This sketchbook – the fifth one in the series – has less “human interest” in it than the others, and more “art school” experiments. By the second term, in early 1969, I was disillusioned with first-year graphics – no enthusiasm for promoting soap powders – and messed about in the fine art department, life-drawing, making studies for would-be paintings, and trying to fit in somewhere … teetering on the edge of Failure.
Perhaps all these sketches were intended as paintings. They never developed further, because it was on to the next, the sketch having discharged the feeling and the journey. I remember an intense excitement with colours: the sexy human tones. They saturated my inner life. They filled me when making love, and on my lorry journeys to and from London. Oil pastel was a crude but flexible medium for my hunger with life.
I wonder at this point, whether there was any creative guidance available. In the 1960s, the teaching trend was minimal. Self expression ruled the day, regardless of technique or understanding of media. We were encouraged to drool – so long as we were doing something – a wastage in canvas and paints.
I am uninterested in the mainstream art market, so I don’t know what the trends are, these days, or how the pendulum swings. I might have felt more stable with old fashioned teaching methods: to draw, draw and draw yet more, the way a musician practices: to refine my observation and sense of volume; to train as Picasso did each day, by drawing curves. I escaped into the life drawing class, where I was free again to “do what I like”.
A training in the arts, is apprenticeship. What is it like, to have a mentor who sees the potential? And at age nineteen, twenty, would I have been able to appreciate it? – leaving home, hitching the road, rebellious and frustrated? If I am lucky – like some students were – I am blessed with a concentrated passion which finds its creative objective and gets stuck in there. Its ciphers poured into my sketchbooks and journals, and here is their airing.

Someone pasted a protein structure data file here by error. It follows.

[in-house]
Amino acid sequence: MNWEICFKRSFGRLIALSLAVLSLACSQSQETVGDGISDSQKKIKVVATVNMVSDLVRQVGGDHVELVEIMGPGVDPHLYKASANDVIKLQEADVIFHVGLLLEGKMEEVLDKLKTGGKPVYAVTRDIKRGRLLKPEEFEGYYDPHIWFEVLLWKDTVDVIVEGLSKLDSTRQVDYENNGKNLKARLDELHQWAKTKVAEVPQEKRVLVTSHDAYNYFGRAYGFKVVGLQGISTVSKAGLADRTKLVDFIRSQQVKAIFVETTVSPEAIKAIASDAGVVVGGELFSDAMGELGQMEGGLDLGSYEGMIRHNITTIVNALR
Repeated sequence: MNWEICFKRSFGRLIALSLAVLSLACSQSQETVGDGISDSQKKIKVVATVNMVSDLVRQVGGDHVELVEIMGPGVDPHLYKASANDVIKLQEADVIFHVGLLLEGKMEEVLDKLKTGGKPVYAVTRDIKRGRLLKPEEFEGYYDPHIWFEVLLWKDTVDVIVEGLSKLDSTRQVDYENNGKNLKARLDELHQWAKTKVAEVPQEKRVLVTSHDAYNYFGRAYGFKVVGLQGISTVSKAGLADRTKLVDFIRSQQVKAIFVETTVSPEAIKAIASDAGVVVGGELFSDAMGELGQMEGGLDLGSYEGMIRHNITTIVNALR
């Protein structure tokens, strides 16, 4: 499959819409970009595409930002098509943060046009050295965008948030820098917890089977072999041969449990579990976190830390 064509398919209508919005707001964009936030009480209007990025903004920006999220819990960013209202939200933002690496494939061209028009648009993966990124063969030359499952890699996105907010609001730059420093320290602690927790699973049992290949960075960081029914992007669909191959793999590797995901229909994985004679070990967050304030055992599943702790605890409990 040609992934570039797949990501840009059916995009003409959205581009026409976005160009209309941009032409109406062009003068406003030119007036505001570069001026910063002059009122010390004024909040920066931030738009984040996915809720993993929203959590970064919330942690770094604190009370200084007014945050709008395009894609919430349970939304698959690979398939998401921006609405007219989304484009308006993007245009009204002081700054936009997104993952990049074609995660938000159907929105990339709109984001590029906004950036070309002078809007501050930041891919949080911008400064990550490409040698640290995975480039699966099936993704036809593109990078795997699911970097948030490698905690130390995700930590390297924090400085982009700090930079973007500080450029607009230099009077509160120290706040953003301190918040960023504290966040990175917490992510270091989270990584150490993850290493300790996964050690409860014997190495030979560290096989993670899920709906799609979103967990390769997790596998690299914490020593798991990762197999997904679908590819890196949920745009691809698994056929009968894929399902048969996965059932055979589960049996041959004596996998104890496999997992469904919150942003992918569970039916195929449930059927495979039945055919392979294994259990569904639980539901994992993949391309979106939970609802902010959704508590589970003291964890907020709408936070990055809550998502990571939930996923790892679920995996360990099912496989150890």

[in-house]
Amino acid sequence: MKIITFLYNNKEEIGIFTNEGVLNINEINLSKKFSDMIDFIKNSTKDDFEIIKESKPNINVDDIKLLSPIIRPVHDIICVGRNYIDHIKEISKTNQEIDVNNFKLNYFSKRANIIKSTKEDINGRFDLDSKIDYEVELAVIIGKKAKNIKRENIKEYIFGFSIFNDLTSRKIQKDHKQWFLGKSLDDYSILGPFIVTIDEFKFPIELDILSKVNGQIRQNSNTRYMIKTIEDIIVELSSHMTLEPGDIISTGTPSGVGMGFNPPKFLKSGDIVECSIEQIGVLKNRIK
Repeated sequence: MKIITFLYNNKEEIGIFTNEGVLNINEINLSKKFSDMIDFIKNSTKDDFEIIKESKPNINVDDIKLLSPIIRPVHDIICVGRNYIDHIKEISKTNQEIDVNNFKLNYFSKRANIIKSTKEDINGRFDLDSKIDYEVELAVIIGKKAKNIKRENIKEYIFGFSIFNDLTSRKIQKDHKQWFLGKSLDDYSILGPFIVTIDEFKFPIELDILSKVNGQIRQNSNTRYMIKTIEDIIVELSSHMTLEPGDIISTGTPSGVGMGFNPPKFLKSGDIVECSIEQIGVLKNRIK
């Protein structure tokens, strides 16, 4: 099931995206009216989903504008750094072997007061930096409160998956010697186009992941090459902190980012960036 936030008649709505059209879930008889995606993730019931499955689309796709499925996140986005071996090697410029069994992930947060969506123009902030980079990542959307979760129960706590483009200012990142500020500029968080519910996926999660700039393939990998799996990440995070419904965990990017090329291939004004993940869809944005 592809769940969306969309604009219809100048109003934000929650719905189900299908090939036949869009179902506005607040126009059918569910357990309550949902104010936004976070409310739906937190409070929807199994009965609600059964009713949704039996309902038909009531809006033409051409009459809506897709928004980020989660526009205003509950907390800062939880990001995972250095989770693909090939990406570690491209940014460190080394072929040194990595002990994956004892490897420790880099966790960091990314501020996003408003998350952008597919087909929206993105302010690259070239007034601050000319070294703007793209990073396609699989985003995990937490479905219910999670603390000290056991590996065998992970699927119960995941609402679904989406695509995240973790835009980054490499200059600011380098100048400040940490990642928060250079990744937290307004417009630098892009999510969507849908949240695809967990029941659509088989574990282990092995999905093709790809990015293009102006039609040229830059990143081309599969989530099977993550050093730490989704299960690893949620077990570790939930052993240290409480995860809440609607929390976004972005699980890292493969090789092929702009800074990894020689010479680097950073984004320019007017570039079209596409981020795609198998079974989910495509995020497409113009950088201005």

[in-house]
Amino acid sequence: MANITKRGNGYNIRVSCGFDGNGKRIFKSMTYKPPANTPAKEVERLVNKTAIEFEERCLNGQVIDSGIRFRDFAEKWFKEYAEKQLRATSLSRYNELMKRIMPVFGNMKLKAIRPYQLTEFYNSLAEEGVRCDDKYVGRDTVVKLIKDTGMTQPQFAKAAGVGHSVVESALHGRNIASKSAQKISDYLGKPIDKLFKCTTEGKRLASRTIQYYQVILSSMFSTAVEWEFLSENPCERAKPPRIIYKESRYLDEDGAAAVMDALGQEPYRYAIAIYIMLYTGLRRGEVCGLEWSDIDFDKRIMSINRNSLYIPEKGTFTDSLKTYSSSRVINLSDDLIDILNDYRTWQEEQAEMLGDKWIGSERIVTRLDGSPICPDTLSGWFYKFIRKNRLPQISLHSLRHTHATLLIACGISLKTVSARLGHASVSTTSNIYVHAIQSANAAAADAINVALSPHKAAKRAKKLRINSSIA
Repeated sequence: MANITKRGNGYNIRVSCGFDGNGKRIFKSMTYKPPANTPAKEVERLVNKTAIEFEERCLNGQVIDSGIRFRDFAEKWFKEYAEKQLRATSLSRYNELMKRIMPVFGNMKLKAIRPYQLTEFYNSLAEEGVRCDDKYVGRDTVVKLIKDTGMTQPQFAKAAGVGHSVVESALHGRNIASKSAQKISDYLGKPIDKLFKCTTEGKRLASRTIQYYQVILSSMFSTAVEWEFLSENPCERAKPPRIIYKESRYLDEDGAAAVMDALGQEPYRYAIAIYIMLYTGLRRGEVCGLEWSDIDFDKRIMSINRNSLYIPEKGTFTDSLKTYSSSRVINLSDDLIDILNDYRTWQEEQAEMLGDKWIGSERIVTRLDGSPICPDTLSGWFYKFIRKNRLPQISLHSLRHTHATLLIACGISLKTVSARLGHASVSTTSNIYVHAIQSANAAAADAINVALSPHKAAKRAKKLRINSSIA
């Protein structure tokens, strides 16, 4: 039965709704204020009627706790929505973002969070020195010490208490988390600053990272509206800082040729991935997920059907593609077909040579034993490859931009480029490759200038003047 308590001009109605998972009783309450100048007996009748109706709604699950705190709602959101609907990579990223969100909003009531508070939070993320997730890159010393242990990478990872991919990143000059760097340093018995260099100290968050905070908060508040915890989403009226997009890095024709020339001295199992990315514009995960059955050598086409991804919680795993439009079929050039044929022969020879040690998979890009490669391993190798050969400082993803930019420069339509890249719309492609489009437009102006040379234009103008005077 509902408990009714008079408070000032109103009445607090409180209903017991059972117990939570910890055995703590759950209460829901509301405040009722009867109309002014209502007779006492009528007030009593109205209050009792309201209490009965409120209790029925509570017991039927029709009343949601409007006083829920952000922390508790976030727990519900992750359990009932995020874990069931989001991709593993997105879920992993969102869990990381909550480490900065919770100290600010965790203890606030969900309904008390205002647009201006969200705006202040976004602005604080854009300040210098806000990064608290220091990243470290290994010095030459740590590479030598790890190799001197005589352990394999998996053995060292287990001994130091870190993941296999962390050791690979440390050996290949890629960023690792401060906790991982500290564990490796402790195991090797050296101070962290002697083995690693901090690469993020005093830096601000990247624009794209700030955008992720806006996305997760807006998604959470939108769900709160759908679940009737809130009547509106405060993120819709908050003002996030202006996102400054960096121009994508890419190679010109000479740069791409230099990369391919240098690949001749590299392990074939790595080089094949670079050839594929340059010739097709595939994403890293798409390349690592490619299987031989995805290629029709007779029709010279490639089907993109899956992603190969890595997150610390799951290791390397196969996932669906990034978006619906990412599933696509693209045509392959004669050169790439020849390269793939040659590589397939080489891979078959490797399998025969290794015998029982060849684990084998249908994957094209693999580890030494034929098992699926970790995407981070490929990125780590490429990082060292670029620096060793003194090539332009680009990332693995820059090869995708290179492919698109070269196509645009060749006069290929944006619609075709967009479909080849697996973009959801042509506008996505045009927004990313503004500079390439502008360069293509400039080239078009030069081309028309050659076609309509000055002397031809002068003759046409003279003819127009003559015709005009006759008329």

My weekends were spent on the road to London: a firm of carriers picked me up at Spofforth Road in Liverpool and set me down at Chalk Farm in the early hours of the morning: then brought me back on Sunday night.
I had an artist’s romance with the motorway and its phallic arrows which took me through the night to my beloved – I couldn’t wait. The lorries ate the road at a slow and steady 50mph through the Midlands. The drivers were charming, and I knew some of them well. They occasionally made a gentlemanly pass, in the cab, but gave up at the single minded innocence of this green twenty-year-old …
hitch hiker, manchester to liverpool 1969
Some life drawings, when at Liverpool. The first five are mixed media and brush work. 6-10 were done perhaps a year or two later, at Camden Arts Centre. I enjoy this medium so much, and digging these out, that I’m amazed I don’t do any now … !
My adventure invites fellow travellers. I am a poet, an artist and a seer. I welcome conversation among the PHILO SOFIA, the lovers of wisdom.
This blog is a vehicle to promote also my published work – The Sacred India Tarot (with Rohit Arya, Yogi Impressions Books) and The Dreamer in the Dream – a collection of short stories (0 Books). Watch this space.
All art and creative writing in this blog is copyright © Janeadamsart 2012-2014. May not be used for commercial purposes. May be used and shared for non-commercial means with credit to Jane Adams and a link to the web address https://janeadamsart.wordpress.com/